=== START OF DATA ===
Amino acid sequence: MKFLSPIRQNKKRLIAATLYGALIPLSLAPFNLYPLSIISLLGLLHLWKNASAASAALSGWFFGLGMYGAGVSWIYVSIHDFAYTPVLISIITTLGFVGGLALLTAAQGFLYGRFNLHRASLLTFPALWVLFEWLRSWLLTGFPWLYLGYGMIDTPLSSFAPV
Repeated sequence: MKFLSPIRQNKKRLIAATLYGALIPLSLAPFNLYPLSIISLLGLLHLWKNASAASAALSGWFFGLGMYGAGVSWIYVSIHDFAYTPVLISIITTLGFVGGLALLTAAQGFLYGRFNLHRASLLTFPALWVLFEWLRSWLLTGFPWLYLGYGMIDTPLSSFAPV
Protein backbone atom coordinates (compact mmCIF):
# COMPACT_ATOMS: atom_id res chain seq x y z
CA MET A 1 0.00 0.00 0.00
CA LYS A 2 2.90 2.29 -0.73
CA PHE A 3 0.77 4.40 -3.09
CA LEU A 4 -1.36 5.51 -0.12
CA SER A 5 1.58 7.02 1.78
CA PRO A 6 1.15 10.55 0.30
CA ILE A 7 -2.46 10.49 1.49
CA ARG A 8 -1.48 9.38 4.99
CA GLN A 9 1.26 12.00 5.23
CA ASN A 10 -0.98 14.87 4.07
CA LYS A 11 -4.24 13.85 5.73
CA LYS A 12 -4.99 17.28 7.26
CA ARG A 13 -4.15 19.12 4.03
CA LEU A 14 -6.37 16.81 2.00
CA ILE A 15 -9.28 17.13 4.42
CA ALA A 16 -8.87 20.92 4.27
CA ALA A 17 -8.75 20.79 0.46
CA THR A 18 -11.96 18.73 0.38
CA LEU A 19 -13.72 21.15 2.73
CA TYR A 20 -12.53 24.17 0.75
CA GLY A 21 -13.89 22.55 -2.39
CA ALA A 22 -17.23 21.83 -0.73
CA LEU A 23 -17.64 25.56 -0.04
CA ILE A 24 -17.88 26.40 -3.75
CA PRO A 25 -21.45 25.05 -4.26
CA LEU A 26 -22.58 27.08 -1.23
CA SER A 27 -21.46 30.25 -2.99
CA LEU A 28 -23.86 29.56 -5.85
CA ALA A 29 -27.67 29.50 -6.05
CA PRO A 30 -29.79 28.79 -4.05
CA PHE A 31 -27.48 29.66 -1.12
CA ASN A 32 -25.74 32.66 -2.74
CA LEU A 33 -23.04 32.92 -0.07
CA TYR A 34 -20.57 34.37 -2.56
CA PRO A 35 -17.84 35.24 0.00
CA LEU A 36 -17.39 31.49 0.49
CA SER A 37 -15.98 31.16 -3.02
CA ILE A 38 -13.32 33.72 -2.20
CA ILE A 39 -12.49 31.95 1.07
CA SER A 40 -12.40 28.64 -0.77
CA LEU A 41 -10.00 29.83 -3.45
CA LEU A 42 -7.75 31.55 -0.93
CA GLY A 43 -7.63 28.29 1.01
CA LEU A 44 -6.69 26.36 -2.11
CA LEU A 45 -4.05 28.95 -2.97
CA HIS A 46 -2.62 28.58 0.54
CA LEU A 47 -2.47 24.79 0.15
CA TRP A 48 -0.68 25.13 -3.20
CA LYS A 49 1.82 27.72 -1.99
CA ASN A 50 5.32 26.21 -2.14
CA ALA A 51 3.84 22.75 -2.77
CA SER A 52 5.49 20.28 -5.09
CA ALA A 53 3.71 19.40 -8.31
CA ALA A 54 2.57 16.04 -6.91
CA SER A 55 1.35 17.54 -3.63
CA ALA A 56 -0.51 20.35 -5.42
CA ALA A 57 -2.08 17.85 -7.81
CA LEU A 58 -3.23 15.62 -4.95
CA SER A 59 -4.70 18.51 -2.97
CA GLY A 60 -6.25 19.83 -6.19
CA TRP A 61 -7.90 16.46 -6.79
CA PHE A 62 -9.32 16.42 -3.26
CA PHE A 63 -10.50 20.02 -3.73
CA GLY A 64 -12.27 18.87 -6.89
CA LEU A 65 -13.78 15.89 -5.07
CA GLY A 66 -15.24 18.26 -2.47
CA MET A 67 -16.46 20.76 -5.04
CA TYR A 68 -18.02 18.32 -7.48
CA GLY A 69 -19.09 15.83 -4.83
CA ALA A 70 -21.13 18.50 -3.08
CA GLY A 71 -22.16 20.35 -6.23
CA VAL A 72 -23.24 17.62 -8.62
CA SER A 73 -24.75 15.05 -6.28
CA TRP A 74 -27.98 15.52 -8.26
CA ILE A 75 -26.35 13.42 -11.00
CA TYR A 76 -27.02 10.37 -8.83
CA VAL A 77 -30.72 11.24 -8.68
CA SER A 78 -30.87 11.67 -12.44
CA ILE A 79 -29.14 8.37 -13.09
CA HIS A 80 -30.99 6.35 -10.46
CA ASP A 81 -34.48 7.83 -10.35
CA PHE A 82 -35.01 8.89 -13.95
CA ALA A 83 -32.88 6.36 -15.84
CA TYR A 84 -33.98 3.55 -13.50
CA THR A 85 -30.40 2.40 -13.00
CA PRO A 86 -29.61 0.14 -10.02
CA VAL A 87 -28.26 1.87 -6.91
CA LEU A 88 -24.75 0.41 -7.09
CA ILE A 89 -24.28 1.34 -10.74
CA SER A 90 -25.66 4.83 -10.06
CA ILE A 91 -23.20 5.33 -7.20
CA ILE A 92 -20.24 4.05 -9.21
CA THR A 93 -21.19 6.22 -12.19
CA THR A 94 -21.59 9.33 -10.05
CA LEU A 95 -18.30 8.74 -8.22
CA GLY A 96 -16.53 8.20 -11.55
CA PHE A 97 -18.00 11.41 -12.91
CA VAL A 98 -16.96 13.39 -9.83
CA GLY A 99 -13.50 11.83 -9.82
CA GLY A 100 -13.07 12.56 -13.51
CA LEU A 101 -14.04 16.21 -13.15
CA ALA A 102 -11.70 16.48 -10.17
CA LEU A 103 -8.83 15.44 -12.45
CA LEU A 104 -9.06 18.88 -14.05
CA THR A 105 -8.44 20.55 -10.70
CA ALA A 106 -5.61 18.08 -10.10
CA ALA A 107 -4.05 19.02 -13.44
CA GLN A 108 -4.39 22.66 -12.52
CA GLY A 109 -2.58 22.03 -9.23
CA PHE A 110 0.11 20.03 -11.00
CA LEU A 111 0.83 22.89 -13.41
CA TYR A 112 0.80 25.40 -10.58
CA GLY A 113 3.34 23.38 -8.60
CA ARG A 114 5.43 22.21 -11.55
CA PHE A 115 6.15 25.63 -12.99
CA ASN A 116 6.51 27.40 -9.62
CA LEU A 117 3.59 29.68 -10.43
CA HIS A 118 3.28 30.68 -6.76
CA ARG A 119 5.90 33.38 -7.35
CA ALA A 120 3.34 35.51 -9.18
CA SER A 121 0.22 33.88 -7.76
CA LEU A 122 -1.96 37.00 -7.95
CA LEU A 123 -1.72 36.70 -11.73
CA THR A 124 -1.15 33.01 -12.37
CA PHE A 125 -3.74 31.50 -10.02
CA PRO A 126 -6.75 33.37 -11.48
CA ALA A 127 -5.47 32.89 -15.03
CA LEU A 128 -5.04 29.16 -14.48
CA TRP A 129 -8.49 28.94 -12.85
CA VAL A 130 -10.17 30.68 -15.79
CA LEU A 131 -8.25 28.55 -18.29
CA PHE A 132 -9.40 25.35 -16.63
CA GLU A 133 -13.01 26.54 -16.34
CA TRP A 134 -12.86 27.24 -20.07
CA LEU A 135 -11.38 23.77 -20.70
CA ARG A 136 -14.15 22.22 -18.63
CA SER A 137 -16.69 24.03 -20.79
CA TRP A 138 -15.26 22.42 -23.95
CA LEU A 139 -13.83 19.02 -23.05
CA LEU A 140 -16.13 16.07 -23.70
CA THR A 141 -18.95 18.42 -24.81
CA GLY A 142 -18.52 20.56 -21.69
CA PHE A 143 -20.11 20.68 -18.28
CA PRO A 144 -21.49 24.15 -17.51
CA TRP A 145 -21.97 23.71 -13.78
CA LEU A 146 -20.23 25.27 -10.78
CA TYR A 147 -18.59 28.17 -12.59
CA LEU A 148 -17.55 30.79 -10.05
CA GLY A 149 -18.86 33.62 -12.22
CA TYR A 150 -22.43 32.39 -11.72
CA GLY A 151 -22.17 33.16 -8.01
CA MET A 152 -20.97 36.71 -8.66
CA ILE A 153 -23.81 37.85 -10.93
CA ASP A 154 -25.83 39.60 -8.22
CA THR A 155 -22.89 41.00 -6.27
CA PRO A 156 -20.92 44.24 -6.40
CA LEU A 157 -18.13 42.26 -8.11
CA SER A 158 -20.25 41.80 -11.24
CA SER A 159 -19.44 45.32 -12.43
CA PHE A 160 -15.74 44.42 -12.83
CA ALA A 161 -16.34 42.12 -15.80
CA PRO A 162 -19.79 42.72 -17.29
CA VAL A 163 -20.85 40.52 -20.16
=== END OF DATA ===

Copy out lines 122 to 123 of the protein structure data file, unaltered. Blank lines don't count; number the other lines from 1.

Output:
CA HIS A 118 3.28 30.68 -6.76
CA ARG A 119 5.90 33.38 -7.35